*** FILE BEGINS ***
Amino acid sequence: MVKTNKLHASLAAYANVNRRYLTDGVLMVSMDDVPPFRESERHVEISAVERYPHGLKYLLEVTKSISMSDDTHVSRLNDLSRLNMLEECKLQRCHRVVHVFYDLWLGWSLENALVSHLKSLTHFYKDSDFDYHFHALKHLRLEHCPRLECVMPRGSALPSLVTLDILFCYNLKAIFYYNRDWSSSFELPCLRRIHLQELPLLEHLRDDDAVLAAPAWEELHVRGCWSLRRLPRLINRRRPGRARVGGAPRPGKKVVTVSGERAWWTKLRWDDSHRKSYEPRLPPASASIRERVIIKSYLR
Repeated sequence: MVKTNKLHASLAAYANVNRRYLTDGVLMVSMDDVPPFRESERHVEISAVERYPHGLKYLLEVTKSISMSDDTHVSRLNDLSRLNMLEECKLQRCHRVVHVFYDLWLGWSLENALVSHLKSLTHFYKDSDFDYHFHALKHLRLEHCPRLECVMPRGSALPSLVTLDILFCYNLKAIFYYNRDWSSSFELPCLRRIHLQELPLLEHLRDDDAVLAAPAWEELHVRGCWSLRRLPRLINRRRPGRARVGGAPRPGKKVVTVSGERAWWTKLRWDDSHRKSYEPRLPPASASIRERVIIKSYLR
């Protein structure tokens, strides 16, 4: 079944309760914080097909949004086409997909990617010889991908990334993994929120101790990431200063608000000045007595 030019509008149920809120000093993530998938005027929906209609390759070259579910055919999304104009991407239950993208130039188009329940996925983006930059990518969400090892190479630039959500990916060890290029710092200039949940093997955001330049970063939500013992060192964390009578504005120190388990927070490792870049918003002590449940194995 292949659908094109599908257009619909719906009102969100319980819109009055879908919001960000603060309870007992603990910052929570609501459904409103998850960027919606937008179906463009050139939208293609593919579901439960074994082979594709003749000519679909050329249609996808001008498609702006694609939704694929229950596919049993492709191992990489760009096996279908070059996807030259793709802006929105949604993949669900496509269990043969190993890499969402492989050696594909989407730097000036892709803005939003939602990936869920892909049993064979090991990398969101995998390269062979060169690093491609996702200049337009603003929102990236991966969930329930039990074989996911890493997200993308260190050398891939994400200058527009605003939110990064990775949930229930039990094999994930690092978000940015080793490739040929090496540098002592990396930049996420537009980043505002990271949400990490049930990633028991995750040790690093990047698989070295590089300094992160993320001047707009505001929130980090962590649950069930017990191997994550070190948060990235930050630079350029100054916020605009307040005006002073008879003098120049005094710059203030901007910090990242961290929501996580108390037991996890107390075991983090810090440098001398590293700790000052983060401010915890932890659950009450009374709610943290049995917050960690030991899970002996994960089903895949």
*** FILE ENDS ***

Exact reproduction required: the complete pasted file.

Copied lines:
Amino acid sequence: MVKTNKLHASLAAYANVNRRYLTDGVLMVSMDDVPPFRESERHVEISAVERYPHGLKYLLEVTKSISMSDDTHVSRLNDLSRLNMLEECKLQRCHRVVHVFYDLWLGWSLENALVSHLKSLTHFYKDSDFDYHFHALKHLRLEHCPRLECVMPRGSALPSLVTLDILFCYNLKAIFYYNRDWSSSFELPCLRRIHLQELPLLEHLRDDDAVLAAPAWEELHVRGCWSLRRLPRLINRRRPGRARVGGAPRPGKKVVTVSGERAWWTKLRWDDSHRKSYEPRLPPASASIRERVIIKSYLR
Repeated sequence: MVKTNKLHASLAAYANVNRRYLTDGVLMVSMDDVPPFRESERHVEISAVERYPHGLKYLLEVTKSISMSDDTHVSRLNDLSRLNMLEECKLQRCHRVVHVFYDLWLGWSLENALVSHLKSLTHFYKDSDFDYHFHALKHLRLEHCPRLECVMPRGSALPSLVTLDILFCYNLKAIFYYNRDWSSSFELPCLRRIHLQELPLLEHLRDDDAVLAAPAWEELHVRGCWSLRRLPRLINRRRPGRARVGGAPRPGKKVVTVSGERAWWTKLRWDDSHRKSYEPRLPPASASIRERVIIKSYLR
């Protein structure tokens, strides 16, 4: 079944309760914080097909949004086409997909990617010889991908990334993994929120101790990431200063608000000045007595 030019509008149920809120000093993530998938005027929906209609390759070259579910055919999304104009991407239950993208130039188009329940996925983006930059990518969400090892190479630039959500990916060890290029710092200039949940093997955001330049970063939500013992060192964390009578504005120190388990927070490792870049918003002590449940194995 292949659908094109599908257009619909719906009102969100319980819109009055879908919001960000603060309870007992603990910052929570609501459904409103998850960027919606937008179906463009050139939208293609593919579901439960074994082979594709003749000519679909050329249609996808001008498609702006694609939704694929229950596919049993492709191992990489760009096996279908070059996807030259793709802006929105949604993949669900496509269990043969190993890499969402492989050696594909989407730097000036892709803005939003939602990936869920892909049993064979090991990398969101995998390269062979060169690093491609996702200049337009603003929102990236991966969930329930039990074989996911890493997200993308260190050398891939994400200058527009605003939110990064990775949930229930039990094999994930690092978000940015080793490739040929090496540098002592990396930049996420537009980043505002990271949400990490049930990633028991995750040790690093990047698989070295590089300094992160993320001047707009505001929130980090962590649950069930017990191997994550070190948060990235930050630079350029100054916020605009307040005006002073008879003098120049005094710059203030901007910090990242961290929501996580108390037991996890107390075991983090810090440098001398590293700790000052983060401010915890932890659950009450009374709610943290049995917050960690030991899970002996994960089903895949």